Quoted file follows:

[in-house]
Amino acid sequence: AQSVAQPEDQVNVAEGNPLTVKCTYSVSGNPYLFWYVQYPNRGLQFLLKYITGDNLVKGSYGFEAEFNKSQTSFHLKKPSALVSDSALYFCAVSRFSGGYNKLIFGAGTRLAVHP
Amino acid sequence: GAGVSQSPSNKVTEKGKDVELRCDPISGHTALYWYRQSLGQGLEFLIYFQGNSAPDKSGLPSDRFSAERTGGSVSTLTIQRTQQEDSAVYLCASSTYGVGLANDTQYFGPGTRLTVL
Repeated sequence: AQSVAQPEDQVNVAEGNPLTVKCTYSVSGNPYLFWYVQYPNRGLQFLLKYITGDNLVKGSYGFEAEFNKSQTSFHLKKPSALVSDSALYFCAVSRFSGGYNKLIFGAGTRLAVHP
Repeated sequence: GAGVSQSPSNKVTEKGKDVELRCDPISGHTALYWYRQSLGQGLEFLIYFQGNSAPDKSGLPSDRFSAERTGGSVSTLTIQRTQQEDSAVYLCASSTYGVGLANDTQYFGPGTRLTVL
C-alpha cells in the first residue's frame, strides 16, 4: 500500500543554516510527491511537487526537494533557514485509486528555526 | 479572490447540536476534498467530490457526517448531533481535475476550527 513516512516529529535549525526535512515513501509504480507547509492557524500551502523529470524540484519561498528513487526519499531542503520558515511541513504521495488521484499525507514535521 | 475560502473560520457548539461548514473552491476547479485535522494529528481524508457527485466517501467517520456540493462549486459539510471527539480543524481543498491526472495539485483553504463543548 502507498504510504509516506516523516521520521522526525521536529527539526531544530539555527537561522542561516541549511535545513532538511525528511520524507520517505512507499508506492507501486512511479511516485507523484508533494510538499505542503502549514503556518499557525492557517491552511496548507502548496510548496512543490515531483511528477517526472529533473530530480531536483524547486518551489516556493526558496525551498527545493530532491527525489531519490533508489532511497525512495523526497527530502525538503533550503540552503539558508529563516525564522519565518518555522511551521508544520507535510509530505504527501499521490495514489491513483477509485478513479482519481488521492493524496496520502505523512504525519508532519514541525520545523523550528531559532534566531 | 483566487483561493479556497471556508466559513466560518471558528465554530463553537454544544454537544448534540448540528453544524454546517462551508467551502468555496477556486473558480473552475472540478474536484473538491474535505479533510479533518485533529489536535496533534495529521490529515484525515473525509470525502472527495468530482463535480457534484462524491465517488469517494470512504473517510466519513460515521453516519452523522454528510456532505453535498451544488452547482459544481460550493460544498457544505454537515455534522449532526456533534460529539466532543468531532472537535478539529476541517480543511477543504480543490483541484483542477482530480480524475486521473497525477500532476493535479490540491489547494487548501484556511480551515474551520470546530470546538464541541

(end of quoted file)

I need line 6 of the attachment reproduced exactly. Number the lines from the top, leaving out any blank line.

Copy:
C-alpha cells in the first residue's frame, strides 16, 4: 500500500543554516510527491511537487526537494533557514485509486528555526 | 479572490447540536476534498467530490457526517448531533481535475476550527 513516512516529529535549525526535512515513501509504480507547509492557524500551502523529470524540484519561498528513487526519499531542503520558515511541513504521495488521484499525507514535521 | 475560502473560520457548539461548514473552491476547479485535522494529528481524508457527485466517501467517520456540493462549486459539510471527539480543524481543498491526472495539485483553504463543548 502507498504510504509516506516523516521520521522526525521536529527539526531544530539555527537561522542561516541549511535545513532538511525528511520524507520517505512507499508506492507501486512511479511516485507523484508533494510538499505542503502549514503556518499557525492557517491552511496548507502548496510548496512543490515531483511528477517526472529533473530530480531536483524547486518551489516556493526558496525551498527545493530532491527525489531519490533508489532511497525512495523526497527530502525538503533550503540552503539558508529563516525564522519565518518555522511551521508544520507535510509530505504527501499521490495514489491513483477509485478513479482519481488521492493524496496520502505523512504525519508532519514541525520545523523550528531559532534566531 | 483566487483561493479556497471556508466559513466560518471558528465554530463553537454544544454537544448534540448540528453544524454546517462551508467551502468555496477556486473558480473552475472540478474536484473538491474535505479533510479533518485533529489536535496533534495529521490529515484525515473525509470525502472527495468530482463535480457534484462524491465517488469517494470512504473517510466519513460515521453516519452523522454528510456532505453535498451544488452547482459544481460550493460544498457544505454537515455534522449532526456533534460529539466532543468531532472537535478539529476541517480543511477543504480543490483541484483542477482530480480524475486521473497525477500532476493535479490540491489547494487548501484556511480551515474551520470546530470546538464541541